If it's white, it's all right! Contrary to what the NBA wants you to think, there's still a rising perception that the league is interested in growing its population of international players who are of a lighter hue. The perception is that this is happening to appease white patrons exhausted by the behavior of 20-year-old millionaires gone bad—whose culture, and pigmentation, is different from their own.
I've heard such noise emanating from African-American communities in the aftermath of the Brawl in Auburn Hills, nearly four years ago. The argument goes like this: The NBA hasn't had an American-born white superstar since Larry Bird, and teams will travel to any and all corners of the earth to find a Dirk Nowitzki, a Peja Stojakovic or someone else without a remote connection to Ron Artest. The noise has been echoing again this spring, as 13 of the 16 playoff teams have at least one white international player in at least a supporting role.
If the argument made sense, the NBA would be the definition of hypocrisy, considering all the hip-hop booming in arenas around the league. Except the argument doesn't make any sense at all.
I have no problem with the changing demographics on the court, for the simple reason that they're strictly about the worldwide chase for dollars and cents. David Stern is running a multibillion-dollar business, and he's willing to eviscerate anything or anyone who threatens to lower his bottom line. But is Stern, or the league, behaving in a racist manner? Come on. Although several African-American players I know disagree with me, none of them wants to admit as much on the record—wisely, I might add. Because the facts speak for themselves. NBA executives point out that while there were 76 international players, from 31 countries, in the league at the end of the season (more than 20% of the players on the 30 team rosters), only 46 were European. These international players included not just Nowitzki and Stojakovic but Yao Ming and Yi Jianlian of China, as well as Congo's most famous senior citizen, Dikembe Mutombo.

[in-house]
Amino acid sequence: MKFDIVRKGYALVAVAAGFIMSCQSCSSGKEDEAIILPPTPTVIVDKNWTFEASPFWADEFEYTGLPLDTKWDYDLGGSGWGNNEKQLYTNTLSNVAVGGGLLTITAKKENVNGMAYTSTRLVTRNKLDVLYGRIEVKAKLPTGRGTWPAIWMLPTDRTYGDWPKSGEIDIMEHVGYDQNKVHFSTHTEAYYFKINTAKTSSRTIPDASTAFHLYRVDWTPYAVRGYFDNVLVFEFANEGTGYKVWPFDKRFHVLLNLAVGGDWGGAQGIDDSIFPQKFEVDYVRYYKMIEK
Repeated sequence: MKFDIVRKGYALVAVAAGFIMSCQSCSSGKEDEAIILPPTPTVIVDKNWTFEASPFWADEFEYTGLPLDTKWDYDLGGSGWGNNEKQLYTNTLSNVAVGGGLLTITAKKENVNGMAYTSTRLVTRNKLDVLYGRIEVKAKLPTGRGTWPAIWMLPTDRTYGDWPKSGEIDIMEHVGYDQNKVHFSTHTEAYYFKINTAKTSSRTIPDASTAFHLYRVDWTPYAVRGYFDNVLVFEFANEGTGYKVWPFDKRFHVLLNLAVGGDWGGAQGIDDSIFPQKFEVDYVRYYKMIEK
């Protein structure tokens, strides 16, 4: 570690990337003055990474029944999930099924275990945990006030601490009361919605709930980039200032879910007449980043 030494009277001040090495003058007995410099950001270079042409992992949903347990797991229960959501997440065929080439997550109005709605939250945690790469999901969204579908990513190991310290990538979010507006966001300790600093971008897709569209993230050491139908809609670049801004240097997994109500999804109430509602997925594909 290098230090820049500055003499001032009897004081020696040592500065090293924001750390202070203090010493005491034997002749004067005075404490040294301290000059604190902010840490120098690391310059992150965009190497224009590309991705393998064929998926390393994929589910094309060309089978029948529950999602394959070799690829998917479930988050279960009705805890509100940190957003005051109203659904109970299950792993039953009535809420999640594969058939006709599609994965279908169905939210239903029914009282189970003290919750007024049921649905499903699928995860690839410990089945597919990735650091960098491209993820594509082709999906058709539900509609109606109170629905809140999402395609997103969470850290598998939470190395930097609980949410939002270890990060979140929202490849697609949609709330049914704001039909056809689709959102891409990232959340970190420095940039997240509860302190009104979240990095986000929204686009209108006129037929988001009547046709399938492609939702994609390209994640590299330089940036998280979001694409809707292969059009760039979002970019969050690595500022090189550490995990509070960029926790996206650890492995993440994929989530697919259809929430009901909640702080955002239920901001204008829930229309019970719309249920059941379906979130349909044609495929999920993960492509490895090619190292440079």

Those same NBA executives will tell you that owners would embrace green goblins, giant frogs or players who "wore diapers instead of regular underwear," as one team official told me, if it meant another $10 million in revenue. "I don't think race has anything to do with who's playing in our league," says Wizards president of basketball operations Ernie Grunfeld, who makes numerous international scouting trips each year. "I don't think people really care about who the players are. It's about what they bring to the table."
Like entry to global markets. "At some point, everybody is looking for a pool of money to swim into, and the international market is clearly where it's at," says Bill Duffy, an African-American agent who reps Yao and many other NBA players.
"How many sneakers or T-shirts can someone buy? You avoid reaching a saturation point by delving into that international pool. The NBA can't be blamed for that."
Makes sense to me. Other than soccer, basketball is arguably the world's most popular pro sport. Beginning with the original Dream Team in Barcelona 16 years ago, the NBA has gone global, creating shared revenue that has helped bridge the gap between large-market and small-market teams.
Yes, the league has an image issue. But there's a dress code now, for what that's worth. And stiffer and swifter conduct penalties are in vogue, with guys getting ejected for staring at or laughing at an official, for crying out loud.
Once upon a time, I was inclined to believe that the NBA, in an effort to ingratiate itself with its viewing public, wanted more white players to serve that purpose—until, that is, common sense taught me otherwise. Enough with the race issue. The NBA would never compromise the composition of its product for the sake of a few racist holdouts. The league is all about improving its product—the better to sell it!
In a society where some still criticize Babe Ruth because he didn't play against Negro Leaguers, how can we complain that international participation in basketball has opened the floodgates for more intense and well-rounded competition?
We can't. So let's cut the noise.
Stephen A. Smith is a columnist for ESPN.com and ESPN The Magazine.